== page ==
Bruce Springsteen has now returned to the studio after his personality show, which featured him in over 200 performances on Broadway. He recorded 13 new songs there. The Uramerican Springsteen is on his way in these - as a hitchhiker by car, on wild horses or as a passenger in the "Tucson Train". Like Wyatt and Billy in "Easy Rider", the musician seems to be looking for a lost America on his solo record, one that doesn't exist at the moment.
The first sounds of Bruce Springsteen's new album "Western Stars" might make some people think of the lonely, laconic comic cowboy Lucky Luke riding his faithful horse into the sunset at the end of every passed adventure and always appearing a little melancholic. The boss is on the road again, on his way through his beloved homeland, which is currently once again socially torn. "I'm ridin' high on the top of the world," it says in the first song, "Hitch Hikin'." Or "I'm hitch hikin' all day long". The following play "The Wayfarer" is also about travelling, the compulsive doing of the driven, restless: "I'm a wayfarer, baby", the stray warns the sweet in the home port - she better not expect him to be there when she needs him. When you listen to the record with your eyes closed, you see the prairie in front of you, deserted landscapes, endless vastness, you hear coyotes howling, eerily beautiful. It is an archaic, hardly reproducible world, which the cowboy from New Jersey creates here in front of the mental eye of his audience.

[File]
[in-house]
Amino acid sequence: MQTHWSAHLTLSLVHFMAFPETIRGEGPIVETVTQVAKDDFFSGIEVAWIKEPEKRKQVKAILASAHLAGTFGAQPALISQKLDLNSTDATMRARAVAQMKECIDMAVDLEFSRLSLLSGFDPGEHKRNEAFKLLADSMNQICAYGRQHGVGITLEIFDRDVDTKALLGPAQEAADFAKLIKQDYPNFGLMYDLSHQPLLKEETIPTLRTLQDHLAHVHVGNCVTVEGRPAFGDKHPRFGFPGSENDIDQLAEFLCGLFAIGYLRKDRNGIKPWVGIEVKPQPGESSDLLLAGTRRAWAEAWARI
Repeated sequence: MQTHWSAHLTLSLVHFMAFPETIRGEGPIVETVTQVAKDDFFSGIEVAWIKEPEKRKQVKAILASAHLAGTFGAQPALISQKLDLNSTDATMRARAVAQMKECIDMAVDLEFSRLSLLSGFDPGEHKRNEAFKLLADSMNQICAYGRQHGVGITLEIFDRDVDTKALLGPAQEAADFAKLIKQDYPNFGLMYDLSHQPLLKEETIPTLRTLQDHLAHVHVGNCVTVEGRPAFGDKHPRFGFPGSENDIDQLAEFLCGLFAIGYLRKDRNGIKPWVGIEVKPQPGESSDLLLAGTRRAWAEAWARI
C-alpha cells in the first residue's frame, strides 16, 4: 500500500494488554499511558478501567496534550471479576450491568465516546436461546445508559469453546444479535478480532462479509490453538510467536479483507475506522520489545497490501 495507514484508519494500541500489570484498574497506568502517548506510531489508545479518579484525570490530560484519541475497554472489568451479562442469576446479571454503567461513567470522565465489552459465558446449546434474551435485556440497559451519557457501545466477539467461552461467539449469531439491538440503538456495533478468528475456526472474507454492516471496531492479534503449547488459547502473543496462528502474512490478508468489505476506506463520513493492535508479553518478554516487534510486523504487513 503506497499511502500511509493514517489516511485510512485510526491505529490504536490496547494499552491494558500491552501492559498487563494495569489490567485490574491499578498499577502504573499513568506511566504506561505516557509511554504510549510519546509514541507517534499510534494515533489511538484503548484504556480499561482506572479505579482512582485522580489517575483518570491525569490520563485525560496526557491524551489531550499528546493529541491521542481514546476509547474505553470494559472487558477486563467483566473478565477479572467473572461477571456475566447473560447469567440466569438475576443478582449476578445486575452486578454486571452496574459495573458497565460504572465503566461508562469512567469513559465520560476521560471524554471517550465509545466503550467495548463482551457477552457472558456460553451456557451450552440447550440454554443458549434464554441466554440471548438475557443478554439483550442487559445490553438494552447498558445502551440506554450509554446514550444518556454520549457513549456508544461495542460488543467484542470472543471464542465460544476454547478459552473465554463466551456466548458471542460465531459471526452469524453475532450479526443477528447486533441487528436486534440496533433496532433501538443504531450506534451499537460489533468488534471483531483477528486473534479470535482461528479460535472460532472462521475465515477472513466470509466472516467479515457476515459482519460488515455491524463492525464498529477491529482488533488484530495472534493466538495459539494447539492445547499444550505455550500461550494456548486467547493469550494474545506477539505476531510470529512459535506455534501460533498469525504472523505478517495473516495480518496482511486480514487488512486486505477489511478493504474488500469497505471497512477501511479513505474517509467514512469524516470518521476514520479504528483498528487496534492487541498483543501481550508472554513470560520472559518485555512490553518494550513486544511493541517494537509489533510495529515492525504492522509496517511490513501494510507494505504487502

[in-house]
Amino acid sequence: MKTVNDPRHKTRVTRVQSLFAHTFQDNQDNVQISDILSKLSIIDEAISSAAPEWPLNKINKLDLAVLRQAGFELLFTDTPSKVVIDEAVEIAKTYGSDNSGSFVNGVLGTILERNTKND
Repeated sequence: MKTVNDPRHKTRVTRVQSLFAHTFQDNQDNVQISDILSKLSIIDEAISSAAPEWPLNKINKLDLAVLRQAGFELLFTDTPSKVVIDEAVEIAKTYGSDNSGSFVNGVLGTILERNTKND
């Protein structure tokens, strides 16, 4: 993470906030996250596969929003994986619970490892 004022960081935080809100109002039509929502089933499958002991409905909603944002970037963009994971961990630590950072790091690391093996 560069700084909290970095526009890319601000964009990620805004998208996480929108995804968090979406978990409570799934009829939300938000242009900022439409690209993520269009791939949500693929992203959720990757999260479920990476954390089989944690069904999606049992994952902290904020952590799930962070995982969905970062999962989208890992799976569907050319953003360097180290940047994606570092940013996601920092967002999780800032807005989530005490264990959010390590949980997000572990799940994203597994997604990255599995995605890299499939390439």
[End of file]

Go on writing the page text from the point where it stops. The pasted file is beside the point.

"Western Stars" is the 19th studio album of the tireless fighter for humanity and tradition; it is already a classic, a timeless work, on which energy and melancholy reach out unbreakably. It's a production without any sagging, no song takes something away from the other, each song stands alone, all together a monolithic work of art. The grandmaster of classical US singer-songwriting has created a wonderfully timeless homage to traditional America, whose inhabitants like to have bumblebees in their pants. Those who like to travel, across their country, with a vague longing for salvation in their hearts, and who return home again and again, with a sharpened eye, because home is an iron value in itself, to be replaced by nothing. As a rule, however, this is a home that is open to all people, as long as they also have an open heart within them.